To a general audience, the appeal of Heroes can be summarised as escapism from a realistic baseline. Every character is behaving like a normal person would when thrust into this wild new world of superpowers. They still have normal problems and a lot of time is dedicated to the drama part of 'superhero drama', taking its cues from one of the most widely appealing superheroes: Spider-Man. In Unmasked, Jack Coleman (Noah Bennet) said, 'In the best tradition of Spider-Man or something, you have somebody with this ability but the ability is as much a curse as it is a blessing. It alienates you.' This serves to make pretty much everyone relatable and believable.

Now, as a retrospective viewer, I am not the audience of 2006. I've watched most of the MCU, a few DC films, read a few comics. I'm writing a story that could be summarised as 'Star Trek Voyager with a cadet crew and superpowers'. By 2024, we've seen a whole range of superhero narratives (TV, films, video games) make it to the mainstream -- deconstructing, subverting, parodying, playing to drama or to galactic threats. Superheroes are not niche.
Additionally, by watching 13-14 years after the show was cancelled and not being afraid of spoilers, I went in with a decent idea of what to expect. Plots get wilder, strange turns are taken, writing gets 'worse' (which could mean any number of things) and then it ends abruptly, teasing a never-to-be-produced season 5. This induces the same effect that we are currently seeing in Doctor Who, what I will call the 'Chibnall effect'. It goes like this: while Chibnall is still showrunner and nothing is known about the future of the show beyond him, or even within his run, every bad episode, strange characterisation, or misunderstanding of the show itself, is a death knell. Sure enough, it was almost cancelled before COVID allowed them to squeeze in Flux and RTD was brought back in with a good track record for resurrecting the show. Heroes was cancelled outright. Watching this happen as it's airing is highly frustrating -- a good thing twisting itself into something can't not be shut down.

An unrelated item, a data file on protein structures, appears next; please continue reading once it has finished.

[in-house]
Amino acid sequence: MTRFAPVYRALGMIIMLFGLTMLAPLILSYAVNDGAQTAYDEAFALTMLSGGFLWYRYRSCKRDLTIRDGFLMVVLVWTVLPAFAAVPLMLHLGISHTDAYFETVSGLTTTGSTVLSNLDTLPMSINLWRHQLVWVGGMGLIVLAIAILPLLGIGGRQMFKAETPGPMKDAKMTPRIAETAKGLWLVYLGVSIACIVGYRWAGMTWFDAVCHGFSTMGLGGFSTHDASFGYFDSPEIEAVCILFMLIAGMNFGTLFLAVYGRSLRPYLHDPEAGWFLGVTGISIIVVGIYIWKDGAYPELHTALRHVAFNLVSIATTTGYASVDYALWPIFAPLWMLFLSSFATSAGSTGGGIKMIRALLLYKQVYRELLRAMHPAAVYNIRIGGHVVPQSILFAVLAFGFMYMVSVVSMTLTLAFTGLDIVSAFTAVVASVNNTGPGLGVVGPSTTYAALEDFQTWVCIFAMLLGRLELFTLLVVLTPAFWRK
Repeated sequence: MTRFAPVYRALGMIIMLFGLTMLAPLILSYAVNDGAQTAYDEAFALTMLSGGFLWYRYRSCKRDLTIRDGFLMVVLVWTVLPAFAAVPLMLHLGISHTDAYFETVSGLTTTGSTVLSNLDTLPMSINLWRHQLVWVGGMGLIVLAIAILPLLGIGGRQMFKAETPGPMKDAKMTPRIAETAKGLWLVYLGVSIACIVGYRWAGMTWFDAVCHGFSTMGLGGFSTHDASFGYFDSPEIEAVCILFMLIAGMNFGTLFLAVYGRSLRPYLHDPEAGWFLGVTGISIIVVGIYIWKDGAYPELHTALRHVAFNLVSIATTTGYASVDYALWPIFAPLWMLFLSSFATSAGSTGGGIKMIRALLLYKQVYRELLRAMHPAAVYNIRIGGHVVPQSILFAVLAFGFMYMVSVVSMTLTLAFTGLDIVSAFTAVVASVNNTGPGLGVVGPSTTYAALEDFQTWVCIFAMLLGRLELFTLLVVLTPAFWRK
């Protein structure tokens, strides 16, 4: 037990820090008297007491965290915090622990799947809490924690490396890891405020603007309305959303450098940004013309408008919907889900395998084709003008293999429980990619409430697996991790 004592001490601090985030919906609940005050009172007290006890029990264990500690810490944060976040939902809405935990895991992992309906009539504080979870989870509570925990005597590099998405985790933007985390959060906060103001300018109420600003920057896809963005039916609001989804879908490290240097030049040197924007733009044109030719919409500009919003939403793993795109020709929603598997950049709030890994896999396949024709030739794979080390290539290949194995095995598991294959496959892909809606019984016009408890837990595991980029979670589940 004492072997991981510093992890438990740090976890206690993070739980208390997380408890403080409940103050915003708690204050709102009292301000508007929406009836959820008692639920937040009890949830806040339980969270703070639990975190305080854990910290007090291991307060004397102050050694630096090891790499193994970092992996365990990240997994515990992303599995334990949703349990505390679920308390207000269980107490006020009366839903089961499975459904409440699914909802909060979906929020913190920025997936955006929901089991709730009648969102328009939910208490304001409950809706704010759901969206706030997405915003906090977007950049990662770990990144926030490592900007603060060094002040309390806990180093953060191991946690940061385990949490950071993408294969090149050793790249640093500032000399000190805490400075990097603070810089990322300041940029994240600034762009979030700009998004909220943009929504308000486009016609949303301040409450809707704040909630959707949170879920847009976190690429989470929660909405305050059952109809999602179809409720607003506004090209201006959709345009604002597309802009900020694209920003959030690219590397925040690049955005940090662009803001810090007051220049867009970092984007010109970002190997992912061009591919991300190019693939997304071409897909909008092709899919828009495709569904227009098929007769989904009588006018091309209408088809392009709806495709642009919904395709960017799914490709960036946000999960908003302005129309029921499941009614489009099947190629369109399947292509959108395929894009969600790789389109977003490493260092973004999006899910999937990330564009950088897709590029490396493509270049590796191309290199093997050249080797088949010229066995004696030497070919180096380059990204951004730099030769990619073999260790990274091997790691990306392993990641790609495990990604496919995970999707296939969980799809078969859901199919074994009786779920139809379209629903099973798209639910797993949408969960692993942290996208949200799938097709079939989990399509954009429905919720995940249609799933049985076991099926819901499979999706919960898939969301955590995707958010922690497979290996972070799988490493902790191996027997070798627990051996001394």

However, if you watch Chibnall's run now that the future of Doctor Who is not in the balance, even if the episodes aren't well done, they aren't 'give up on Doctor Who' bad. Now that Heroes is over, it is much easier to sit back and relax into the twisting of the premise -- because you expect it and know it will happen. Besides, Heroes managed to keep up a decent quality standard in my book...

And so, used to origin stories and safe in the knowledge that the show is long dead, I find the last chunk of the show to be the best. I came to Heroes in the first place because as network television it has a lot of hours to burn, and I wanted to see what plots would come up once the origin stories were over and done with.
Meanwhile, the audience (and the original plan for the show!) put a lot of weight into these early phases of the superpower plotlines; they're the relatable part, the interesting bit, right? So you have a show with 12 main characters moving at a snail's pace, a second season with enough new characters to compensate for the ones killed off in S1, and no lessons learnt about things like 'how to structure a focused story'.
By the time you get to volumes 4 and 5, most of the unnecessary characters and their plots have been resolved and dropped, improving the pacing tremendously, and our main cast are far beyond merely discovering their powers. We finally get the superpower show I came for! By this point the 2009-10 audience are a bit sick of certain things, like Sylar never dying and having a flip-flopping alignment, but I am enjoying it as much as anything.

It's strange how things age with time! A show so thoroughly 2000s in nature holds up very well even in a superhero-saturated culture like today, and parts that were the death knell back then are now the primary appeal to viewers like me.


I remember that show ! Since I'm a comic-book person, everyone was talking about it in the comic-related circles. I barely remember the show tho. I'll probably give it a rewatch after I'm done with Stargate SG1, thanks for the reminder !

Hell yeah! Heroes is great at injecting comics into its visual style. It has a lot of big wide shots followed by conversations mostly close in on characters' faces, and they find iconic imagery in as many sets and moments as they can! Know what you're in for, and you can have a very good time with it.  :ozwomp:

EDIT: My Heroes drinking game, for the brave of heart, is drink every time someone says 'protect'. No further triggers necessary, you're welcome.
« Last Edit: April 19, 2024 @531.96 by Dibs » Logged